Why The Words `President Quayle' Still Scare AmericaDouglas Harbrecht
It may not be a vision that many voters share today, but Vice-President Dan Quayle has a clear picture of the future. He and President Bush will be swept back into office next year. And in 1996, the boyish Hoosier will storm into the Oval Office atop the Republican ticket.
Public concerns raised by Bush's irregular heartbeat haven't dimmed Quayle's upbeat outlook. He sneers at the notion that the lack of respect he gets from political savants, late-night comedians, and voters alike will drive him off the ticket. "I try not to think about nonsense," he said during a recent interview with BUSINESS WEEK.
Brave words. But a new round of polls is signaling that Quayle is likely to face a noisy fight over his political future. Democrats, desperate for any chink in Bush's armor, think that Quayle offers them a shot. That has led some jittery Republicans to start a whispering campaign aimed at bouncing Quayle off the ticket. "Dan Quayle ought to expect the worst," warns former Reagan aide Mitchell E. Daniels Jr., now a vice-president of Eli Lilly & Co. in Indianapolis. "There are too many people who are pursuing their own interest at his expense."
'BUM RAP.' After his nomination to the Vice-Presidency, Quayle was wounded by a flap over his Vietnam-era National Guard service. But he survived, and he's likely to ride out this storm as well. Bush has been unswervingly loyal to his Vice-President, and on May 7, he dismissed criticism of Quayle as "a bum rap." Only if the President's popularity crashes and Quayle begins to look like a fatal liability might Bush consider dropping him from the ticket.
But even assuming a Bush-Quayle romp in 1992, the Vice-President will face a fight to win the 1996 nomination against an array of heavyweight contenders. And some stalwart Republicans suggest that propping up the 44-year-old Veep now will sow the seeds of an intraparty battle that could cost the GOP the White House in 1996.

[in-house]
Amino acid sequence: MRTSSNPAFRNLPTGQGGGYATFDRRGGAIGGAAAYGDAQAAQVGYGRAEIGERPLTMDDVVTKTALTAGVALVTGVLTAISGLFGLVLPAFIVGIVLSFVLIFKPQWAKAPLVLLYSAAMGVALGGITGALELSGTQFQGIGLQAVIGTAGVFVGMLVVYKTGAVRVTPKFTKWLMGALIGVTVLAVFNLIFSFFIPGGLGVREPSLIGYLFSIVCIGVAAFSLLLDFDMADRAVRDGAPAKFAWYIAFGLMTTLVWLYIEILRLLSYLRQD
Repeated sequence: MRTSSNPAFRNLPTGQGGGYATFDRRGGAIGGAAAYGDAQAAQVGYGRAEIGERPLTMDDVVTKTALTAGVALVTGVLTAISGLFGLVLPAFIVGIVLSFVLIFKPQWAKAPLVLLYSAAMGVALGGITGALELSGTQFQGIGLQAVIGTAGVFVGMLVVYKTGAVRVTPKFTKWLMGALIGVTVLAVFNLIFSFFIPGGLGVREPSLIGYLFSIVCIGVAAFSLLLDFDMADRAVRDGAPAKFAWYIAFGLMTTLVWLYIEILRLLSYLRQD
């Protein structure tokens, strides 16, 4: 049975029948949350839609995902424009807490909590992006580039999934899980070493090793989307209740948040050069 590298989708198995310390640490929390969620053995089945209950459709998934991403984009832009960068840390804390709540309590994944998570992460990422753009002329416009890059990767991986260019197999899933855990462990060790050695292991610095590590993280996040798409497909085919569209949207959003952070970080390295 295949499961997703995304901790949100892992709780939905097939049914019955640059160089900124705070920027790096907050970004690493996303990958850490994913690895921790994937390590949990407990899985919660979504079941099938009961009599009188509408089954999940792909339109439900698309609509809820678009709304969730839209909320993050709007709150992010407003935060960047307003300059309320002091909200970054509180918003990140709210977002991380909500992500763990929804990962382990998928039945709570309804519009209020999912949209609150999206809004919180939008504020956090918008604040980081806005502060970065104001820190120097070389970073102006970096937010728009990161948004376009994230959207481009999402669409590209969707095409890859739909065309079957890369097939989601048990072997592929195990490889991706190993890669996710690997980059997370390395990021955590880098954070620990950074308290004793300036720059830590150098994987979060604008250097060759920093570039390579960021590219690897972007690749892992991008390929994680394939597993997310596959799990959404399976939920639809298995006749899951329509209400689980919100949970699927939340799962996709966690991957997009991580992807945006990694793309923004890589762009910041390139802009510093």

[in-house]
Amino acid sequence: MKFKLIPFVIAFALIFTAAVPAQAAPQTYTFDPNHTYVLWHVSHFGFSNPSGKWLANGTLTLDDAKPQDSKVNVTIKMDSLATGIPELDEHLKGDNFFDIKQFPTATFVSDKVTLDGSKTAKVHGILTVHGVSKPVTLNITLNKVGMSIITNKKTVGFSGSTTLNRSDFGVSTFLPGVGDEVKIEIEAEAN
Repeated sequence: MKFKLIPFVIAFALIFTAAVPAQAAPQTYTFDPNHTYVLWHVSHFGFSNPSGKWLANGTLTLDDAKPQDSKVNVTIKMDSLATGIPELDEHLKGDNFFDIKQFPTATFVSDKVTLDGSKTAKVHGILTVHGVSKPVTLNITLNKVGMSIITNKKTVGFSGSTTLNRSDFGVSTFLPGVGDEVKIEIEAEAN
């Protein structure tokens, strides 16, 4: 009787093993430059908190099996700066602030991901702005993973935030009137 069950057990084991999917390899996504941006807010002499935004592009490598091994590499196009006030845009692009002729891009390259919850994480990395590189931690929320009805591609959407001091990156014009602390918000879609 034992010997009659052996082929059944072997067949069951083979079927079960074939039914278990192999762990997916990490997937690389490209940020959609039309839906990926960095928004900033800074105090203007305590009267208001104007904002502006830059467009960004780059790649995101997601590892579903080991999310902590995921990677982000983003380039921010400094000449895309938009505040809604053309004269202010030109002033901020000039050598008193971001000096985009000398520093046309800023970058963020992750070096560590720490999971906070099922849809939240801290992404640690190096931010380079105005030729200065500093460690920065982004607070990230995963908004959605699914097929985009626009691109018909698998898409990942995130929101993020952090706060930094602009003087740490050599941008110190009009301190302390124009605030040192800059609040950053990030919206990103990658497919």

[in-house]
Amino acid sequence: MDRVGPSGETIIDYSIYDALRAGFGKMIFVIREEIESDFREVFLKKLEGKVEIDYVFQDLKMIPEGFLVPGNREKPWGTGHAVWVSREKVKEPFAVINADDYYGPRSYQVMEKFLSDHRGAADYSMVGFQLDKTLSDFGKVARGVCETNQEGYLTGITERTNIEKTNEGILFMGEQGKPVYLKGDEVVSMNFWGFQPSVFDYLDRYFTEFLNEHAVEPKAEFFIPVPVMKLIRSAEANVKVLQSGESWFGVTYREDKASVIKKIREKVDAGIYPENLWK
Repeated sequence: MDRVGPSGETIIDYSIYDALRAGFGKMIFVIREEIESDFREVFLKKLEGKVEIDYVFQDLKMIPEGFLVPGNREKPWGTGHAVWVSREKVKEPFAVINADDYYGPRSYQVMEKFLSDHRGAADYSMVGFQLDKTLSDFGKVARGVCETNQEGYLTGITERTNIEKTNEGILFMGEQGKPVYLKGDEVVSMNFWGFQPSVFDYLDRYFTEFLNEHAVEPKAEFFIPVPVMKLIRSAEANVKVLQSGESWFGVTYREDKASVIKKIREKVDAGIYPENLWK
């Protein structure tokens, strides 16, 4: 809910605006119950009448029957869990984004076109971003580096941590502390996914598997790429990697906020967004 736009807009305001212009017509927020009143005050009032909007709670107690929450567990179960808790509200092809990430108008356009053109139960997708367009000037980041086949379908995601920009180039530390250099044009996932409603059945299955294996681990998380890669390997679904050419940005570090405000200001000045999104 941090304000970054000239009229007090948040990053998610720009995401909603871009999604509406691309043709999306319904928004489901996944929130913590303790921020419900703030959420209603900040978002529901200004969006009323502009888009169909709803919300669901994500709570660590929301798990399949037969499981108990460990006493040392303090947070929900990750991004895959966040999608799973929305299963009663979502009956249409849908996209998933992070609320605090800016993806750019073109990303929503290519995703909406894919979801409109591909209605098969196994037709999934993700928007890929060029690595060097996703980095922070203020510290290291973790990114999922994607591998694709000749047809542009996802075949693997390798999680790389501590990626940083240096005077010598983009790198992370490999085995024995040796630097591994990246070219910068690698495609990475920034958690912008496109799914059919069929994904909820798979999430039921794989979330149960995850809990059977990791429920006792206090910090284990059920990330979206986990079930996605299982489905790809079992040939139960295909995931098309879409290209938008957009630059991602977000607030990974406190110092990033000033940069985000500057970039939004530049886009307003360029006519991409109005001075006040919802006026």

The public reaction to Bush's brush with mortality has jolted Quayle advisers by making clear that their man lacks even a modicum of political respectability. Polls show a majority of Americans want Bush to dump Quayle. A Washington Post-ABC News survey found only 40% of those interviewed believe Quayle is fit to be President, compared with 68% who felt that way about Bush while when he was considered Ronald Reagan's "lapdog."
More important, the new Quayle hunt makes clear that the Veep's plan for winning public acceptance has flopped. Quayle hoped that heading such panels as the Competitiveness Council and the National Space Council, coupled with his extensive fund-raising, would open the door to the Oval Office. But his campaigning for GOP candidates and small-scale victories aren't winning him respectability or getting him attention. "Quayle isn't seen as the No. 2 person in the government, but as the head of some council that could have been handled by a GS-15," says Stephen Hess of the Brookings Institution.
In truth, Quayle isn't the mindless caricature portrayed by TV comedians. He has influence, particularly when he can bring his knowledge of Congress to bear. For example, he helped persuade Bush to press for a vote authorizing the use of force in the Persian Gulf. "You have to build a base of support in the party. Quayle didn't have that when he was selected as Vice-President. He's building it now," says GOP strategist Charles Black.
But to mount a run for the Presidency, Quayle must convince voters, not just politicians, that he's a man of substance. That so many Americans reacted to Bush's illness by thinking, "Oh no, Dan Quayle," shows what a long way he has to go.